• This vision must include the three areas that Service Manager will touch: the people who will use Service Manager to perform their roles, the underlying products that Service Manager relies on to populate the configuration management database, and the processes that Service Manager will automate.
  • When implementing Service Manager, first establish a baseline of your current environment and situation
  • IT Service Management (ITSM) is all about behavioral changes: Attitudes drive Behaviors which result in Culture (ABC). Culture is only an outcome, so if a service and value culture is what your customer or organization is looking for, attitudes and behaviors need to change and adapt to the Service Manager journey.
  • One common mistake is trying to implement all the Service Manager capabilities in one step. If you try to change more than 10 to 20 percent of operational behaviors in your organization with a Service Manager implementation, you risk poor adoption by the people who will be using it.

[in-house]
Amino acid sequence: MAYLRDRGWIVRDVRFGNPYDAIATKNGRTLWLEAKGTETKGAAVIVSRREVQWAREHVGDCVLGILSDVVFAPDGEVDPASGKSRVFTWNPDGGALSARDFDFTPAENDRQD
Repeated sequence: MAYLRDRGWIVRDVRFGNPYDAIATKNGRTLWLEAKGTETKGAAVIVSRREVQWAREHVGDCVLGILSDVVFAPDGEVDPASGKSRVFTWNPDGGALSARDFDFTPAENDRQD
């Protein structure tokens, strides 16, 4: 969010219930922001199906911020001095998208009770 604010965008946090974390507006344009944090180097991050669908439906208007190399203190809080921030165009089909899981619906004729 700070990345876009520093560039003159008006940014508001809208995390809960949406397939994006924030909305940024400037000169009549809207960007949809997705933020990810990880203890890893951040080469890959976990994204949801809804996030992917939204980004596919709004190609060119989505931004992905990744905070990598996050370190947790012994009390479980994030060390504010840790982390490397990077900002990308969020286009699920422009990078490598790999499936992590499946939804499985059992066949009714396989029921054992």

• Before implementing Service Manager, understand, document, and review the current processes.
  • The goal of Service Manager is to have the IT Infrastructure move from a highly manual and reactive state to a highly automated and proactive state
  • Unfortunately, many organizations also try to make Service Manager act and behave like their current ITSM tool without examining the business needs and service management requirements of their organization.
  • By linking configuration items (CIs) to work items in Service Manager, you will quickly improve your incident and change management processes and enable problem management.